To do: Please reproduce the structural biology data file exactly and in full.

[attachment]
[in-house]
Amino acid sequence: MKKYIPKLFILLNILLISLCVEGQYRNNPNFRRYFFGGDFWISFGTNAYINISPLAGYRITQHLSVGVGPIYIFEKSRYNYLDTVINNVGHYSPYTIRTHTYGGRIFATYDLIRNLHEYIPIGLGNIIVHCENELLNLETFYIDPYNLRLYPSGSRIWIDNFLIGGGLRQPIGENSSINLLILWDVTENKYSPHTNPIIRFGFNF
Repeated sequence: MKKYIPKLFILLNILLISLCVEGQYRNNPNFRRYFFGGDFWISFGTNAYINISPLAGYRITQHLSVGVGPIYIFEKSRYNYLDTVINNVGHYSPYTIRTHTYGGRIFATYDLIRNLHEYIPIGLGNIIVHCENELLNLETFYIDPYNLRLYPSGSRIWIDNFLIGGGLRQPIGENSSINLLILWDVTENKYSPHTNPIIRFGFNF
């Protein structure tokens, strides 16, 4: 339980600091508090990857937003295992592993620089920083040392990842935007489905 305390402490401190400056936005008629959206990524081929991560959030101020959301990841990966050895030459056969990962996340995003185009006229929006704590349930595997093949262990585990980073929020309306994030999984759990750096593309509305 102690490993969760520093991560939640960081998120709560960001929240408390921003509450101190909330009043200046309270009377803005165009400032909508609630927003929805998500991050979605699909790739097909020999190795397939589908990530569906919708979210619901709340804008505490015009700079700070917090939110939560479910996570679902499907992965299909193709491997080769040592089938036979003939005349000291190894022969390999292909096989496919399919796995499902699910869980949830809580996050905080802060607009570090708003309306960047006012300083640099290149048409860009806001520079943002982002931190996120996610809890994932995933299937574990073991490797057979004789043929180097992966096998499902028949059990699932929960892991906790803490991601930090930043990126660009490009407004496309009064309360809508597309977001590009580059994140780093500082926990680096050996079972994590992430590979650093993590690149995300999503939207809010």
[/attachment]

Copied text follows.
[in-house]
Amino acid sequence: MKKYIPKLFILLNILLISLCVEGQYRNNPNFRRYFFGGDFWISFGTNAYINISPLAGYRITQHLSVGVGPIYIFEKSRYNYLDTVINNVGHYSPYTIRTHTYGGRIFATYDLIRNLHEYIPIGLGNIIVHCENELLNLETFYIDPYNLRLYPSGSRIWIDNFLIGGGLRQPIGENSSINLLILWDVTENKYSPHTNPIIRFGFNF
Repeated sequence: MKKYIPKLFILLNILLISLCVEGQYRNNPNFRRYFFGGDFWISFGTNAYINISPLAGYRITQHLSVGVGPIYIFEKSRYNYLDTVINNVGHYSPYTIRTHTYGGRIFATYDLIRNLHEYIPIGLGNIIVHCENELLNLETFYIDPYNLRLYPSGSRIWIDNFLIGGGLRQPIGENSSINLLILWDVTENKYSPHTNPIIRFGFNF
């Protein structure tokens, strides 16, 4: 339980600091508090990857937003295992592993620089920083040392990842935007489905 305390402490401190400056936005008629959206990524081929991560959030101020959301990841990966050895030459056969990962996340995003185009006229929006704590349930595997093949262990585990980073929020309306994030999984759990750096593309509305 102690490993969760520093991560939640960081998120709560960001929240408390921003509450101190909330009043200046309270009377803005165009400032909508609630927003929805998500991050979605699909790739097909020999190795397939589908990530569906919708979210619901709340804008505490015009700079700070917090939110939560479910996570679902499907992965299909193709491997080769040592089938036979003939005349000291190894022969390999292909096989496919399919796995499902699910869980949830809580996050905080802060607009570090708003309306960047006012300083640099290149048409860009806001520079943002982002931190996120996610809890994932995933299937574990073991490797057979004789043929180097992966096998499902028949059990699932929960892991906790803490991601930090930043990126660009490009407004496309009064309360809508597309977001590009580059994140780093500082926990680096050996079972994590992430590979650093993590690149995300999503939207809010």